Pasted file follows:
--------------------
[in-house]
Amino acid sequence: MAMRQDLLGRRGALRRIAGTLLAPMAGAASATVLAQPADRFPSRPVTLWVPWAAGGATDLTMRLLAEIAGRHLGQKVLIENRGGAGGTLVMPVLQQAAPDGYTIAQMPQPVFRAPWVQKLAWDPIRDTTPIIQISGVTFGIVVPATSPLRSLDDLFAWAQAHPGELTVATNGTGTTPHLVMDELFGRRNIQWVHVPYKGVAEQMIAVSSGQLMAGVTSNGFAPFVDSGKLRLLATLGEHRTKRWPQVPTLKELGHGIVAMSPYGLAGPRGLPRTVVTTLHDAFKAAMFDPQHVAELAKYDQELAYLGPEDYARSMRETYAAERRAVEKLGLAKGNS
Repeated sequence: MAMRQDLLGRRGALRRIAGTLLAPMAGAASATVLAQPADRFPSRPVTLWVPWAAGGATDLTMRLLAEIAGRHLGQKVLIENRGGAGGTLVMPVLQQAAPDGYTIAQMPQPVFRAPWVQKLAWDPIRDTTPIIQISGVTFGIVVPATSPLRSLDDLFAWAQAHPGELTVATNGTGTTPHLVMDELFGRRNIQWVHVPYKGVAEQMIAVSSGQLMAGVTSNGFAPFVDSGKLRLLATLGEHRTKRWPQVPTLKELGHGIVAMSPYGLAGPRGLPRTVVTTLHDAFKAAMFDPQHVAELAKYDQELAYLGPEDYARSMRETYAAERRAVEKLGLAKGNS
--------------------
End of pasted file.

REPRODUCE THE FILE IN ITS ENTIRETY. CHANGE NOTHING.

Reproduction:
[in-house]
Amino acid sequence: MAMRQDLLGRRGALRRIAGTLLAPMAGAASATVLAQPADRFPSRPVTLWVPWAAGGATDLTMRLLAEIAGRHLGQKVLIENRGGAGGTLVMPVLQQAAPDGYTIAQMPQPVFRAPWVQKLAWDPIRDTTPIIQISGVTFGIVVPATSPLRSLDDLFAWAQAHPGELTVATNGTGTTPHLVMDELFGRRNIQWVHVPYKGVAEQMIAVSSGQLMAGVTSNGFAPFVDSGKLRLLATLGEHRTKRWPQVPTLKELGHGIVAMSPYGLAGPRGLPRTVVTTLHDAFKAAMFDPQHVAELAKYDQELAYLGPEDYARSMRETYAAERRAVEKLGLAKGNS
Repeated sequence: MAMRQDLLGRRGALRRIAGTLLAPMAGAASATVLAQPADRFPSRPVTLWVPWAAGGATDLTMRLLAEIAGRHLGQKVLIENRGGAGGTLVMPVLQQAAPDGYTIAQMPQPVFRAPWVQKLAWDPIRDTTPIIQISGVTFGIVVPATSPLRSLDDLFAWAQAHPGELTVATNGTGTTPHLVMDELFGRRNIQWVHVPYKGVAEQMIAVSSGQLMAGVTSNGFAPFVDSGKLRLLATLGEHRTKRWPQVPTLKELGHGIVAMSPYGLAGPRGLPRTVVTTLHDAFKAAMFDPQHVAELAKYDQELAYLGPEDYARSMRETYAAERRAVEKLGLAKGNS